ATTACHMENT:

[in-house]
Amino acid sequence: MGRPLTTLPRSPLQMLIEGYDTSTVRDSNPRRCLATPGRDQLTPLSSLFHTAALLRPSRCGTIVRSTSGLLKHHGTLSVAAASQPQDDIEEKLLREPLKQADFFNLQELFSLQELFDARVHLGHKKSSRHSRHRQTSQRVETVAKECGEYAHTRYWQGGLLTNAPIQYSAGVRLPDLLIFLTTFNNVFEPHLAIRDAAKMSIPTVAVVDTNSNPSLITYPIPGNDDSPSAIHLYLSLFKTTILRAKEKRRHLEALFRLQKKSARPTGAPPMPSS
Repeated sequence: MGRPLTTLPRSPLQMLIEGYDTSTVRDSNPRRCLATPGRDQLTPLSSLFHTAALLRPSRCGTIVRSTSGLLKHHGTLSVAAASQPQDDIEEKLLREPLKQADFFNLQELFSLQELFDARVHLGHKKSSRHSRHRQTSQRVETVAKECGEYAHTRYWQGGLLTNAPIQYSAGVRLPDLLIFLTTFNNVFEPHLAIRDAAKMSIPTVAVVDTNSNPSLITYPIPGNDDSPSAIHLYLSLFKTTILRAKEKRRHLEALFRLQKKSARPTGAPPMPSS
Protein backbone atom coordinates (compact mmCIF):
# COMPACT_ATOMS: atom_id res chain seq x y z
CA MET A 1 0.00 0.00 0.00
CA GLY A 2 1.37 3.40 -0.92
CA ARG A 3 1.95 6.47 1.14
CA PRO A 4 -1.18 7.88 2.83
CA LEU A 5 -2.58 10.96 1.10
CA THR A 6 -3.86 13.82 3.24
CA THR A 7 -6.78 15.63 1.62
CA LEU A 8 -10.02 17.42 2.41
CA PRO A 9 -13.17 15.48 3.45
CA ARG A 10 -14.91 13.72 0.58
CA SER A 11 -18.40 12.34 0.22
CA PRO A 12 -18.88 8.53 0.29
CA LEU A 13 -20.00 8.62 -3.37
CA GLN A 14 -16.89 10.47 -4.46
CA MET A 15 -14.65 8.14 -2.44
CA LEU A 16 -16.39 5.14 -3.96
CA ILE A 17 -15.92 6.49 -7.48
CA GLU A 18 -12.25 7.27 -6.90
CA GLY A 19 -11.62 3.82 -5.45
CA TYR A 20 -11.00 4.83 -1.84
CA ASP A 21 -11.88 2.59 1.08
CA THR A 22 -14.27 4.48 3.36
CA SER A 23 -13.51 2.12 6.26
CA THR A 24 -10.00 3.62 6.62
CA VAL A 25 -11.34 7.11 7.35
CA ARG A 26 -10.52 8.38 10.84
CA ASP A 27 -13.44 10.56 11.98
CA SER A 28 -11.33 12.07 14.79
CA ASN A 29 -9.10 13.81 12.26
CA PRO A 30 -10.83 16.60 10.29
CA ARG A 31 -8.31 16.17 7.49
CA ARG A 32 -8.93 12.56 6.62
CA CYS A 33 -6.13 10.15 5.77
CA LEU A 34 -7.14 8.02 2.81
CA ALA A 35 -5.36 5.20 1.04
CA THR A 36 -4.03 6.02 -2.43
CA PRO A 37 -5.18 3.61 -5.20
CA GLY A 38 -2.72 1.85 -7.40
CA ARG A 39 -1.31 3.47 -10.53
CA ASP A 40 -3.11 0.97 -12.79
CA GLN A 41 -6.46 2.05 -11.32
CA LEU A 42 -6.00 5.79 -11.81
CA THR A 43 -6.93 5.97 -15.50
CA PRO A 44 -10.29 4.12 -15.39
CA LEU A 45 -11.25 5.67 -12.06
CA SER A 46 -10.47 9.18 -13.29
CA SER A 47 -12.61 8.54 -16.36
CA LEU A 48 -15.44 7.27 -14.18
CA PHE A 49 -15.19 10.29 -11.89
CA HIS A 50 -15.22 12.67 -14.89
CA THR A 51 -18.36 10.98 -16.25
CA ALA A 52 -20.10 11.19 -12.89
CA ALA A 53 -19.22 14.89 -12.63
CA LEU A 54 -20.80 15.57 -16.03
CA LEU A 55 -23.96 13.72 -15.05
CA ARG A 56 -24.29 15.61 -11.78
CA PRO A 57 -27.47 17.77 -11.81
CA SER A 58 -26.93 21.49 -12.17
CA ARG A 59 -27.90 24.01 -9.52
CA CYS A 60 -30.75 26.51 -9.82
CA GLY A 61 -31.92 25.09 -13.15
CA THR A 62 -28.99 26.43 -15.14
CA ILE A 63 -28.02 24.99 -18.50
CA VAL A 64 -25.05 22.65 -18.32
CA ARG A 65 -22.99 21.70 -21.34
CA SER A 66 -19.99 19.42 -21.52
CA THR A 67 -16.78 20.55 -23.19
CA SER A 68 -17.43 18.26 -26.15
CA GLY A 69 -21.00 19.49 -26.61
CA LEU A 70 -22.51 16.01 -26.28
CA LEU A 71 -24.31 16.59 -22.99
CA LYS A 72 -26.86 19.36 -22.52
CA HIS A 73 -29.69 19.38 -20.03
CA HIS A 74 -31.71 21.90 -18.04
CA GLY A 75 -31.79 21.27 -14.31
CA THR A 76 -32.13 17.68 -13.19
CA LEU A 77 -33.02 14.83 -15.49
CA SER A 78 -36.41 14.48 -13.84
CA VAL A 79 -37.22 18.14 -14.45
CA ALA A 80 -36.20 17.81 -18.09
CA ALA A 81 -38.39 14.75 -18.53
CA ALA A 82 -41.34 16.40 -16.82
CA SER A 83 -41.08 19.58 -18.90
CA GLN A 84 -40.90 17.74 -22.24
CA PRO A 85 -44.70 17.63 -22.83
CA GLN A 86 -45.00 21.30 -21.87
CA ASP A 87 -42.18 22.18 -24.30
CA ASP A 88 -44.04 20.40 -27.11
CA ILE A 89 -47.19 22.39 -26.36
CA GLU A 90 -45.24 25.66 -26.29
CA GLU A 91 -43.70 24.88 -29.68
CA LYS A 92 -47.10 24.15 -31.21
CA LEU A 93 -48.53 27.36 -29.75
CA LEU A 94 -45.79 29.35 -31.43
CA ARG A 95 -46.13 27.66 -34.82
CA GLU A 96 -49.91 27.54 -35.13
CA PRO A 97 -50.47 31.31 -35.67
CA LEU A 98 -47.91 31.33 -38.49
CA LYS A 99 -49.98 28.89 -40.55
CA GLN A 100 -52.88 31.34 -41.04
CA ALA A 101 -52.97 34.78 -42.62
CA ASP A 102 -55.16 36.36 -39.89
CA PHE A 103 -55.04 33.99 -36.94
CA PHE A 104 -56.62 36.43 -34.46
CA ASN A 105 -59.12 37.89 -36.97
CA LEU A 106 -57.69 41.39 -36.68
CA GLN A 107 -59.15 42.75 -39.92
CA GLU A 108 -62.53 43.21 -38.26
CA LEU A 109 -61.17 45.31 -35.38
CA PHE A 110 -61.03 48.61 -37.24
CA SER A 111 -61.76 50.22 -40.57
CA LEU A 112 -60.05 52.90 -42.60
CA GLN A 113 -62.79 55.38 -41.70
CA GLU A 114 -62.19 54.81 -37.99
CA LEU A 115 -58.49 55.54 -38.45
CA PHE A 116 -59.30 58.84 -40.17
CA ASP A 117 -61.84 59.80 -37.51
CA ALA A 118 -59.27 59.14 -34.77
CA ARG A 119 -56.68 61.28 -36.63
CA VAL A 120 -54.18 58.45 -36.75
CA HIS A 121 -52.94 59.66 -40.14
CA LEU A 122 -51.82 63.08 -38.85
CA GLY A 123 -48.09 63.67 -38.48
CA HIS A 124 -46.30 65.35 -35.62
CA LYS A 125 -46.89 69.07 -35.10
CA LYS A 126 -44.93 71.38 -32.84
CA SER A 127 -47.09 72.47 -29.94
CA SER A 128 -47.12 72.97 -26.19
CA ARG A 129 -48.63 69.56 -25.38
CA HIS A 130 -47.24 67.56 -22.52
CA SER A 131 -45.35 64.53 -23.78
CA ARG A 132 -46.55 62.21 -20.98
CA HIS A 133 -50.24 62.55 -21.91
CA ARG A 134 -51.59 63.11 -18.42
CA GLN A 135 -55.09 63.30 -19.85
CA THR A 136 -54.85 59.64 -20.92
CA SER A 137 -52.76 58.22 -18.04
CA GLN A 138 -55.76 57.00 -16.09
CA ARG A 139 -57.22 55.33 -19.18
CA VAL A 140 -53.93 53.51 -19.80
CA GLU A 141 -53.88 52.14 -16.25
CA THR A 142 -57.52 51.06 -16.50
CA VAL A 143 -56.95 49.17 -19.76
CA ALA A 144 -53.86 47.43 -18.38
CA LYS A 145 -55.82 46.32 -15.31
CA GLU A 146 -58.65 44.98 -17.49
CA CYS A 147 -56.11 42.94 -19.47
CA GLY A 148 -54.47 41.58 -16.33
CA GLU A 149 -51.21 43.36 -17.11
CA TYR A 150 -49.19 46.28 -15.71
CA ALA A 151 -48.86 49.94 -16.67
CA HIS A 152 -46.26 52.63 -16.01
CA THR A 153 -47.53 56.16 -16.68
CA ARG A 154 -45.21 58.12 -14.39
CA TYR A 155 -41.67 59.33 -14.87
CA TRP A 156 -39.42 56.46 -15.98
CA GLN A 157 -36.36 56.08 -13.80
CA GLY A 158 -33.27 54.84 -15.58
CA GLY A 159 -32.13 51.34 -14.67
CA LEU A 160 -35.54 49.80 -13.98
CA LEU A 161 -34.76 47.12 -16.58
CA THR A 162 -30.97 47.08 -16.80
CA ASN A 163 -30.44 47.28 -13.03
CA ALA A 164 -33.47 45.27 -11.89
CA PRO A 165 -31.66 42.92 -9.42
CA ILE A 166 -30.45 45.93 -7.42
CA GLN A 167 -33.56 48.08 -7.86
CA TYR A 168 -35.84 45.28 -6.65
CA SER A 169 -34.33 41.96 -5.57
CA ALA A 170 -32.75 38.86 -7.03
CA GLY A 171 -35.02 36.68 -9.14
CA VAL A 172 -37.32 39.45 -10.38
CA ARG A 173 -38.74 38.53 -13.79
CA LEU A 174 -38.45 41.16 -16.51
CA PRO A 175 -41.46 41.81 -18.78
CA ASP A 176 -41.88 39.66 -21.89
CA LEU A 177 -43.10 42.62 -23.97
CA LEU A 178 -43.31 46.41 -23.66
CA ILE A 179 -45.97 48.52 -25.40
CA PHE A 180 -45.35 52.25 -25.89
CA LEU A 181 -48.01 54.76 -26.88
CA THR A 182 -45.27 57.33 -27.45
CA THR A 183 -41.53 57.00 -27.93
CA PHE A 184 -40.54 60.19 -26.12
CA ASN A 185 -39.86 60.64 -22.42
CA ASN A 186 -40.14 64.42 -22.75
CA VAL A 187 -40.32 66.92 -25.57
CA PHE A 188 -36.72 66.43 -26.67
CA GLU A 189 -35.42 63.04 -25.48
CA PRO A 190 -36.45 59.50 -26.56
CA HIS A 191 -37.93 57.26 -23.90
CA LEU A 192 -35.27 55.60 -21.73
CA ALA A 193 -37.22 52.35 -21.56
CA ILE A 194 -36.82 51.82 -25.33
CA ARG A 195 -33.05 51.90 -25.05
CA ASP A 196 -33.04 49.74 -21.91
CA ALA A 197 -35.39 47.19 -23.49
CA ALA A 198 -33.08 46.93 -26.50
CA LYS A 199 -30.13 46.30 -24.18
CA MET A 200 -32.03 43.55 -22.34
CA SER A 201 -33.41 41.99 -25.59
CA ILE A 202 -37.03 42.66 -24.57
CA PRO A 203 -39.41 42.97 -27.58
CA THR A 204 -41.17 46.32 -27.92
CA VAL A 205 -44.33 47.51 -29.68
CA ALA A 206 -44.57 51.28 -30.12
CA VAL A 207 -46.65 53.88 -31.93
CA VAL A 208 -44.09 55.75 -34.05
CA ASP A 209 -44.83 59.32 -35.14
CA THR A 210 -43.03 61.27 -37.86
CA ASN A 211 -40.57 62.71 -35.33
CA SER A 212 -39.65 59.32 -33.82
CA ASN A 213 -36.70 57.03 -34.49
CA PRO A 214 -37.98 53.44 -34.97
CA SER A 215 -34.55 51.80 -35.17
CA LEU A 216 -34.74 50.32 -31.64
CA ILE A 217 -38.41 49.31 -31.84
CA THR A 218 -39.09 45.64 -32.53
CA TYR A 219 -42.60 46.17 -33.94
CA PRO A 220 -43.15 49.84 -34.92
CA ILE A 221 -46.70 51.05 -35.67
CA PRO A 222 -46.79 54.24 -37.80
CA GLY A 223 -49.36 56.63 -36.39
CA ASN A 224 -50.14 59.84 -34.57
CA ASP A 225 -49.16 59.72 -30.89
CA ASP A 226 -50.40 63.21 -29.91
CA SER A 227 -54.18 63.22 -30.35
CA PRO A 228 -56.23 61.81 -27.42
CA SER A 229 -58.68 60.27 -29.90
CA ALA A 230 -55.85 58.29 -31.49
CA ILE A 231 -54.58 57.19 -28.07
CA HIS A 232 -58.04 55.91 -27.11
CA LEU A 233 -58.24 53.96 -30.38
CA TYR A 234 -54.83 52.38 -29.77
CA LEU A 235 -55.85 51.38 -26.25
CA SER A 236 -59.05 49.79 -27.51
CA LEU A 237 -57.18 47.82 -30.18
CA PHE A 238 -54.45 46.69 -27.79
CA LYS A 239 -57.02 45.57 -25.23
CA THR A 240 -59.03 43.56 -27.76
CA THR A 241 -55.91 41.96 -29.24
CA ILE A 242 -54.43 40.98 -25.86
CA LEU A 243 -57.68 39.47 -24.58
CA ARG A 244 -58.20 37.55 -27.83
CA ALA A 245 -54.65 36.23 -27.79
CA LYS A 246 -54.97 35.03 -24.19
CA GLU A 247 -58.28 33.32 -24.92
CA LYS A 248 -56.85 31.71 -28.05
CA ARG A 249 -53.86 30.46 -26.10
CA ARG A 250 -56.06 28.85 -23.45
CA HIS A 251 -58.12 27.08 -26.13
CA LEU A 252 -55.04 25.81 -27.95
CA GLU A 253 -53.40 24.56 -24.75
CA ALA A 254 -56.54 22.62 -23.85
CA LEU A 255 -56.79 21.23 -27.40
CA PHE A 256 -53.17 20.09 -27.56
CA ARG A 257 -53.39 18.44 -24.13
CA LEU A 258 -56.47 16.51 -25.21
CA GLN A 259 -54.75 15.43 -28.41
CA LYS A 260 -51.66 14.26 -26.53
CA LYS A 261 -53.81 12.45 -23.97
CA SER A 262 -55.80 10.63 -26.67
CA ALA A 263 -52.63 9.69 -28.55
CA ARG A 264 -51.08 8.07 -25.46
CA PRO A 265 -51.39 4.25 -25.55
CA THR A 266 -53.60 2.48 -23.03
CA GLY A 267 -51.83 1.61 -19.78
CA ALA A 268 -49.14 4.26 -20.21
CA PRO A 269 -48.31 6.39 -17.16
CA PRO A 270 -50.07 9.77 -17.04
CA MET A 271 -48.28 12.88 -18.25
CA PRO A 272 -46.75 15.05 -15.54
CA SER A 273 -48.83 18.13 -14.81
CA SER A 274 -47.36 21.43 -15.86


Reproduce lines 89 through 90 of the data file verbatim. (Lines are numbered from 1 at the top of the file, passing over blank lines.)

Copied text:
CA GLN A 84 -40.90 17.74 -22.24
CA PRO A 85 -44.70 17.63 -22.83